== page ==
With are only eight new martial art edges, you could be mistaken for thinking this profession in under served, despite there being specialisations of each edge for weapon, hand and foot.  Instead, Steamscapes Asia uses the new edges as part of a near complete rebuild of martial arts for Savage Worlds.  Fifteen real world Asian martial arts are narratively described and represented by trees of edges.  It’s a significant upgrade on the flat profession in the core mechanics and guides a character through their development as an expert of a particular martial art.  This is important in a game dedicated to exploring Asian culture.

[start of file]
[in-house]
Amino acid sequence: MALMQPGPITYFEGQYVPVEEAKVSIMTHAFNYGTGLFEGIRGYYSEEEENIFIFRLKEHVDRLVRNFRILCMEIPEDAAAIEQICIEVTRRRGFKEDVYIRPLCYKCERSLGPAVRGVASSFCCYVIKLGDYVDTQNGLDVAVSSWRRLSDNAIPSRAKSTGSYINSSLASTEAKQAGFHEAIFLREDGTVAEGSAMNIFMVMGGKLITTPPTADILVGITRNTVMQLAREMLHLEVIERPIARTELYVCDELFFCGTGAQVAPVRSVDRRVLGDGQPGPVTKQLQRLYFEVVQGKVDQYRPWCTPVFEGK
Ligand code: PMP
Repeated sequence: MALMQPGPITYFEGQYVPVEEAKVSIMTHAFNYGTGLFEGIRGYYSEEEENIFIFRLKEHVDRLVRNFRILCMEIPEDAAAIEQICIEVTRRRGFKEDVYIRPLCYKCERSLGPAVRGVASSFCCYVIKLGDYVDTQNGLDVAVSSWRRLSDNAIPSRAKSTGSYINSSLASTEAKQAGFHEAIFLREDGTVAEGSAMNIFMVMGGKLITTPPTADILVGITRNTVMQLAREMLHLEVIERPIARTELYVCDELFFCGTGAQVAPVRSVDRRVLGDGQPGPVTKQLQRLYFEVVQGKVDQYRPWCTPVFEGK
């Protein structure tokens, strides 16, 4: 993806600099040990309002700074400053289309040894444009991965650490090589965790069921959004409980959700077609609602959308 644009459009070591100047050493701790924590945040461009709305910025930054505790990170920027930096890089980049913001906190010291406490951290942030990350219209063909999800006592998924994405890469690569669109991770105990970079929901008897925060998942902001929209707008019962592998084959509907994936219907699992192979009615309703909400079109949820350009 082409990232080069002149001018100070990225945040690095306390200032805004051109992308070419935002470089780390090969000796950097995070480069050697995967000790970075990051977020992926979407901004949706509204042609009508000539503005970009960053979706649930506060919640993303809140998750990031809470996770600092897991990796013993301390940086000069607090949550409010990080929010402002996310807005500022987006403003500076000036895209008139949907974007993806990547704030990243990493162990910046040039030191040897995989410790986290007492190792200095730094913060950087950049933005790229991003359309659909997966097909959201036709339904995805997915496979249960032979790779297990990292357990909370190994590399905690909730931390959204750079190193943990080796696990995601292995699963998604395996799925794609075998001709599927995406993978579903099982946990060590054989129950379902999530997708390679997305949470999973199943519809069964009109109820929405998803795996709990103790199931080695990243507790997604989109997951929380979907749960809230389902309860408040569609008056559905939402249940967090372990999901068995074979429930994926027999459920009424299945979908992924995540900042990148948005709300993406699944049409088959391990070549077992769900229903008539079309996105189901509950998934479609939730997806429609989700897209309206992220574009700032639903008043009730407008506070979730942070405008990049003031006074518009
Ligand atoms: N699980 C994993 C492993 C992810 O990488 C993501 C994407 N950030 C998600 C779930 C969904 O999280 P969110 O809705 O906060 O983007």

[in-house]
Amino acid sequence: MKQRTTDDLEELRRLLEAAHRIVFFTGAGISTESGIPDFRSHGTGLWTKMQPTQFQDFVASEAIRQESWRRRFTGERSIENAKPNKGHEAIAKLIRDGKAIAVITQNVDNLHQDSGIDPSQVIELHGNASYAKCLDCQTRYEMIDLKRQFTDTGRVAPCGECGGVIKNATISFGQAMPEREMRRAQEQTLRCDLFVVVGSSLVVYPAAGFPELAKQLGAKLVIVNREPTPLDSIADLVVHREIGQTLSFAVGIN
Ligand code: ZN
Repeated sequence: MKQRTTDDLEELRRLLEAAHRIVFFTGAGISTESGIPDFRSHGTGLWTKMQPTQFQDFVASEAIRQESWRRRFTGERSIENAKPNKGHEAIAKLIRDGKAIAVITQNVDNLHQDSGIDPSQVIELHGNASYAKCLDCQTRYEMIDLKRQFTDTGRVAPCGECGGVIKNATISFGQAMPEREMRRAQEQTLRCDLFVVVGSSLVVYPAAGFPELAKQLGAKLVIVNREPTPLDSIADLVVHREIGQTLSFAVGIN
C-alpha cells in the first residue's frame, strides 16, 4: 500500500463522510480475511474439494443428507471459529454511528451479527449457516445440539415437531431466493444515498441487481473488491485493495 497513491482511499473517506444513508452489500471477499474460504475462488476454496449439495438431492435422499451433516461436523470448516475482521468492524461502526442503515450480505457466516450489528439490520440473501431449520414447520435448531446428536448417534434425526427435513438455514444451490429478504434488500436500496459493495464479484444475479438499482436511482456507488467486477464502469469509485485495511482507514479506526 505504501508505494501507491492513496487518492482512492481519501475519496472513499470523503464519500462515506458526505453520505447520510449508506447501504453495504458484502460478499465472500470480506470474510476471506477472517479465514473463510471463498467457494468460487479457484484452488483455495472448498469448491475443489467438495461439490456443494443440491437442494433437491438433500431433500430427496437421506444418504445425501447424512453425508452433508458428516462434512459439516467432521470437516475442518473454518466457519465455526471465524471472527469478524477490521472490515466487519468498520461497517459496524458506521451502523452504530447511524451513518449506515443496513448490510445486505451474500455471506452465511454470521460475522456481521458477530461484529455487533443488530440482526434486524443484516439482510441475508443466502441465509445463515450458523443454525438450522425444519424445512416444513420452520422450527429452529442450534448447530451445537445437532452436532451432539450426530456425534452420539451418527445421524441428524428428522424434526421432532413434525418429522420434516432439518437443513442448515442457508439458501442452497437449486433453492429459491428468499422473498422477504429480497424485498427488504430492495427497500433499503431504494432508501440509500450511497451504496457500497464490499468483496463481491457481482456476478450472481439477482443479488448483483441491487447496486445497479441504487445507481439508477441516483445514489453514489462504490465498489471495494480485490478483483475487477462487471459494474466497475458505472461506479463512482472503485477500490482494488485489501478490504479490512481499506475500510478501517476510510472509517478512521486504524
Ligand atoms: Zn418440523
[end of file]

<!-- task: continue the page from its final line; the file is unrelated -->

The cover art is an amazing piece of work that aptly captures the ethos and style of Steamscapes Asia.  The artwork inside the book doesn’t meet the same level of quality but is good nonetheless. It’s a mix of commissioned figure pieces and stock art from the period and region used to highlight and illustrate.  Two pieces of internal art I want to highlight are the full colour map of the region in a classic victorian style and the page background art.  In fact I was, for a change, disappointed not to find an empty splash page that showed off the background art without a text overlay.  The layout is a consistent two columns using a clear font but with plain and dull headings.  The flow charts for the martial art trees aren’t pretty as they look like they’ve been built with business software rather than designed. Detailed contents, a lengthy index and bookmarks in the pdf version under review make for a well organised book.